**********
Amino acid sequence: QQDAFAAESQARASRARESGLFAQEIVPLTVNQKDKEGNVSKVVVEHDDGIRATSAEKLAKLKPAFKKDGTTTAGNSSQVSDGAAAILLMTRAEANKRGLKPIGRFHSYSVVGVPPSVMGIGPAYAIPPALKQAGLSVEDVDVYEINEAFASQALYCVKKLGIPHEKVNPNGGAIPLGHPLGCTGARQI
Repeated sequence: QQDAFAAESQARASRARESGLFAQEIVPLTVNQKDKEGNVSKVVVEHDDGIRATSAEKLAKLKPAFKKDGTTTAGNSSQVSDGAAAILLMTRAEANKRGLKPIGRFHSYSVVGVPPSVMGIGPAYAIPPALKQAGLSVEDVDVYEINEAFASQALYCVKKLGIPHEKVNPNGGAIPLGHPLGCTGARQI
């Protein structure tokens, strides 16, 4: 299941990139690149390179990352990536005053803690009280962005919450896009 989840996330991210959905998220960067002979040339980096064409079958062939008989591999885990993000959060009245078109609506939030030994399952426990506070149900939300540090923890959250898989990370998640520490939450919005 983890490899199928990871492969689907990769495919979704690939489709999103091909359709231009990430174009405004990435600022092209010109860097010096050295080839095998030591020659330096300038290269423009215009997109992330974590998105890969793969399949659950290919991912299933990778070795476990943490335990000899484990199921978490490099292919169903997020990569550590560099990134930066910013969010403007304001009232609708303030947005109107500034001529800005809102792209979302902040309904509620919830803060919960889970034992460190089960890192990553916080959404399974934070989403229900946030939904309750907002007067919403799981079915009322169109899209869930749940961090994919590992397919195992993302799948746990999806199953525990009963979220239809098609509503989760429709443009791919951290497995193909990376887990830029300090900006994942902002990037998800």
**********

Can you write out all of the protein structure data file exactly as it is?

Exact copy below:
Amino acid sequence: QQDAFAAESQARASRARESGLFAQEIVPLTVNQKDKEGNVSKVVVEHDDGIRATSAEKLAKLKPAFKKDGTTTAGNSSQVSDGAAAILLMTRAEANKRGLKPIGRFHSYSVVGVPPSVMGIGPAYAIPPALKQAGLSVEDVDVYEINEAFASQALYCVKKLGIPHEKVNPNGGAIPLGHPLGCTGARQI
Repeated sequence: QQDAFAAESQARASRARESGLFAQEIVPLTVNQKDKEGNVSKVVVEHDDGIRATSAEKLAKLKPAFKKDGTTTAGNSSQVSDGAAAILLMTRAEANKRGLKPIGRFHSYSVVGVPPSVMGIGPAYAIPPALKQAGLSVEDVDVYEINEAFASQALYCVKKLGIPHEKVNPNGGAIPLGHPLGCTGARQI
């Protein structure tokens, strides 16, 4: 299941990139690149390179990352990536005053803690009280962005919450896009 989840996330991210959905998220960067002979040339980096064409079958062939008989591999885990993000959060009245078109609506939030030994399952426990506070149900939300540090923890959250898989990370998640520490939450919005 983890490899199928990871492969689907990769495919979704690939489709999103091909359709231009990430174009405004990435600022092209010109860097010096050295080839095998030591020659330096300038290269423009215009997109992330974590998105890969793969399949659950290919991912299933990778070795476990943490335990000899484990199921978490490099292919169903997020990569550590560099990134930066910013969010403007304001009232609708303030947005109107500034001529800005809102792209979302902040309904509620919830803060919960889970034992460190089960890192990553916080959404399974934070989403229900946030939904309750907002007067919403799981079915009322169109899209869930749940961090994919590992397919195992993302799948746990999806199953525990009963979220239809098609509503989760429709443009791919951290497995193909990376887990830029300090900006994942902002990037998800």